Scoping Reviews

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Research Hub

Librarians from the Health Sciences Library Research Hub provide support for systematic reviews as part of the research lifecycle. For more information on the Research Hub, visit our webpage or Ask Us a question!

Scoping Reviews

This guide covers the process, methods, resources, and support for conducting scoping reviews at UNC, including how scoping reviews compare to other types of literature reviews, the steps to complete a scoping review, and how the Health Sciences Library can partner with you to ensure successful completion of your review.   

What is a scoping review?

From the PRISMA Website

"Scoping reviews serve to synthesize evidence and assess the scope of literature on a topic. Among other objectives, scoping reviews help determine whether a systematic review of the literature is warranted." (PRISMA 2021).

The key characteristics of a scoping review are:

  • a clearly stated set of objectives with pre-defined eligibility criteria for studies;

  • an explicit, reproducible methodology;

  • a comprehensive search that attempts to identify all studies that would meet the eligibility criteria;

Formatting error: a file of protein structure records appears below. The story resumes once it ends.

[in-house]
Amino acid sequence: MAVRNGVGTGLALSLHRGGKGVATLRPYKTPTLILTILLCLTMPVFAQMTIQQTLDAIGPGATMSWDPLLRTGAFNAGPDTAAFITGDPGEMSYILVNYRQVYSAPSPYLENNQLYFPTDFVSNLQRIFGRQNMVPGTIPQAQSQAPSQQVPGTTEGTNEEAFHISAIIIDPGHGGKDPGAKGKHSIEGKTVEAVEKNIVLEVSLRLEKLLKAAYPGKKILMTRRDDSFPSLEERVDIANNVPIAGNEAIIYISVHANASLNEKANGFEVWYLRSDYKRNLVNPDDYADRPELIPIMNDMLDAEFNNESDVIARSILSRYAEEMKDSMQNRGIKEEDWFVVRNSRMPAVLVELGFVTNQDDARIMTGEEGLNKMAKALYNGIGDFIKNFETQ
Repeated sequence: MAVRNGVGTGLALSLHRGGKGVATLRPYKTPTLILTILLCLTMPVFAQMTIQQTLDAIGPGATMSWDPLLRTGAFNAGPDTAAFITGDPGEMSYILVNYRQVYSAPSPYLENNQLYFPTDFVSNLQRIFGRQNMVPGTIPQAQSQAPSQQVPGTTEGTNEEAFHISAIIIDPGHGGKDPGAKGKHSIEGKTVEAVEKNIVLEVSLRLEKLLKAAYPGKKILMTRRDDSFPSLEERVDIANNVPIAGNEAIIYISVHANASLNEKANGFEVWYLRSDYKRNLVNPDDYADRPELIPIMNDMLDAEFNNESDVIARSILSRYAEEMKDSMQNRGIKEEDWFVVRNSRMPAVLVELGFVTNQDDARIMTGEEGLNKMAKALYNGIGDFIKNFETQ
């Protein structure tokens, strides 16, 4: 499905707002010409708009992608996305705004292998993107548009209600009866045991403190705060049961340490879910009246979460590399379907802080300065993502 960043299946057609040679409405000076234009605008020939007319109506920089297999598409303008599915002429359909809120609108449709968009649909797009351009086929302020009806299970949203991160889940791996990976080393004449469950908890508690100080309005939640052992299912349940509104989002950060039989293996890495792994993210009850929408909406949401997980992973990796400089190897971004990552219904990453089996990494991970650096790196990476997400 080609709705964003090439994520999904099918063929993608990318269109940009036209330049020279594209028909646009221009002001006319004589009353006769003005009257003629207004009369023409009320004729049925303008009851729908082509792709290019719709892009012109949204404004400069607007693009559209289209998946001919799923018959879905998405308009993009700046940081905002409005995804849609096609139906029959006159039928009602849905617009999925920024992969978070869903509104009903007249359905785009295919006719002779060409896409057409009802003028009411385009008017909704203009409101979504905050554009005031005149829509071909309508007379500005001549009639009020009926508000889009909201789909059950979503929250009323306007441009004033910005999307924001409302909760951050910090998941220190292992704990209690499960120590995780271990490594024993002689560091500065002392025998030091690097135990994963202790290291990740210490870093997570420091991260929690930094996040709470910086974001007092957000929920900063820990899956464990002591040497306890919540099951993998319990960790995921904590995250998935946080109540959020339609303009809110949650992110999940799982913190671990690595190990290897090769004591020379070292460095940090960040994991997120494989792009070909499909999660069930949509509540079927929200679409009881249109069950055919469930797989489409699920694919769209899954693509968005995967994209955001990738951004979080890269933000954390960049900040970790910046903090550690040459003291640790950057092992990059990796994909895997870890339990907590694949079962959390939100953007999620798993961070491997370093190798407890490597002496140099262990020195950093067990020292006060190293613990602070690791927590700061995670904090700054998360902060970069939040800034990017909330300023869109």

• a systematic presentation, and synthesis, of the characteristics and findings of the included studies"

Scoping reviews are similar to systematic reviews, but differ primarily in their purpose. While systematic reviews attempt to answer a specific question through a comprehensive synthesis of the literature, scoping reviews attempt to identify the scope of literature available through a comprehensive synthesis. 

Scoping Review Examples

  • Smith V, Devane D, Nichol A, Roche D. Care bundles for improving outcomes in patients with COVID‐19 or related conditions in intensive care – a rapid scoping review. Cochrane Database of Systematic Reviews 2020, Issue 12. Art. No.: CD013819. doi: 10.1002/14651858.CD013819.
  • Pham MT, Rajić A, Greig JD, Sargeant JM, Papadopoulos A, McEwen SA. A scoping review of scoping reviews: advancing the approach and enhancing the consistency. Res Synth Methods. 2014;5(4):371-385. doi:10.1002/jrsm.1123

A Simplified Process Map